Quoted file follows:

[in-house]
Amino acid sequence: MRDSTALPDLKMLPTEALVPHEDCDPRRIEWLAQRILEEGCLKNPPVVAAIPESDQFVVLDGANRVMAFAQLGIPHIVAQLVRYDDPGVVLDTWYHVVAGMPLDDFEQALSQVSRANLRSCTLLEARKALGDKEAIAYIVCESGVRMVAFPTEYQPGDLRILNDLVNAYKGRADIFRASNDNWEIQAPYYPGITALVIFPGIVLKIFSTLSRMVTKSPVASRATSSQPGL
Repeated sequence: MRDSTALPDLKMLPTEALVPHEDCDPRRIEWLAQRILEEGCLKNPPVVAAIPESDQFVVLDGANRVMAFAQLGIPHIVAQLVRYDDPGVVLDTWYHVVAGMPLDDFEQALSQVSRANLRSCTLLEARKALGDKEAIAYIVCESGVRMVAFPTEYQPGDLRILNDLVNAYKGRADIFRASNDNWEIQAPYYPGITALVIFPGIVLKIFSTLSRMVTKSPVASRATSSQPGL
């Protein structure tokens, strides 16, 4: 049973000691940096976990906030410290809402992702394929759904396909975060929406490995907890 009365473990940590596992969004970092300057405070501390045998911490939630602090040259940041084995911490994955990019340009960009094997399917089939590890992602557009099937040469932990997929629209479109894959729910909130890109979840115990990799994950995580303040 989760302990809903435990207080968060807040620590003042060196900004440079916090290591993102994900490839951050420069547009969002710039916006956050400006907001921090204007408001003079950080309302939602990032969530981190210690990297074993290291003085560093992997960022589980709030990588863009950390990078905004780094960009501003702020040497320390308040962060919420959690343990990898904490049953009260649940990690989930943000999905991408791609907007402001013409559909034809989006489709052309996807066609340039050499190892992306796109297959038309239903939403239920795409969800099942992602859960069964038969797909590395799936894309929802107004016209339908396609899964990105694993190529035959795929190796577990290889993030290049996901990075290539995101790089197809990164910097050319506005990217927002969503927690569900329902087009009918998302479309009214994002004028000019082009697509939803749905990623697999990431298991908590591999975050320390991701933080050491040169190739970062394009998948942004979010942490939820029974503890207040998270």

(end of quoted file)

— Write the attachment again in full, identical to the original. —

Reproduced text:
[in-house]
Amino acid sequence: MRDSTALPDLKMLPTEALVPHEDCDPRRIEWLAQRILEEGCLKNPPVVAAIPESDQFVVLDGANRVMAFAQLGIPHIVAQLVRYDDPGVVLDTWYHVVAGMPLDDFEQALSQVSRANLRSCTLLEARKALGDKEAIAYIVCESGVRMVAFPTEYQPGDLRILNDLVNAYKGRADIFRASNDNWEIQAPYYPGITALVIFPGIVLKIFSTLSRMVTKSPVASRATSSQPGL
Repeated sequence: MRDSTALPDLKMLPTEALVPHEDCDPRRIEWLAQRILEEGCLKNPPVVAAIPESDQFVVLDGANRVMAFAQLGIPHIVAQLVRYDDPGVVLDTWYHVVAGMPLDDFEQALSQVSRANLRSCTLLEARKALGDKEAIAYIVCESGVRMVAFPTEYQPGDLRILNDLVNAYKGRADIFRASNDNWEIQAPYYPGITALVIFPGIVLKIFSTLSRMVTKSPVASRATSSQPGL
């Protein structure tokens, strides 16, 4: 049973000691940096976990906030410290809402992702394929759904396909975060929406490995907890 009365473990940590596992969004970092300057405070501390045998911490939630602090040259940041084995911490994955990019340009960009094997399917089939590890992602557009099937040469932990997929629209479109894959729910909130890109979840115990990799994950995580303040 989760302990809903435990207080968060807040620590003042060196900004440079916090290591993102994900490839951050420069547009969002710039916006956050400006907001921090204007408001003079950080309302939602990032969530981190210690990297074993290291003085560093992997960022589980709030990588863009950390990078905004780094960009501003702020040497320390308040962060919420959690343990990898904490049953009260649940990690989930943000999905991408791609907007402001013409559909034809989006489709052309996807066609340039050499190892992306796109297959038309239903939403239920795409969800099942992602859960069964038969797909590395799936894309929802107004016209339908396609899964990105694993190529035959795929190796577990290889993030290049996901990075290539995101790089197809990164910097050319506005990217927002969503927690569900329902087009009918998302479309009214994002004028000019082009697509939803749905990623697999990431298991908590591999975050320390991701933080050491040169190739970062394009998948942004979010942490939820029974503890207040998270």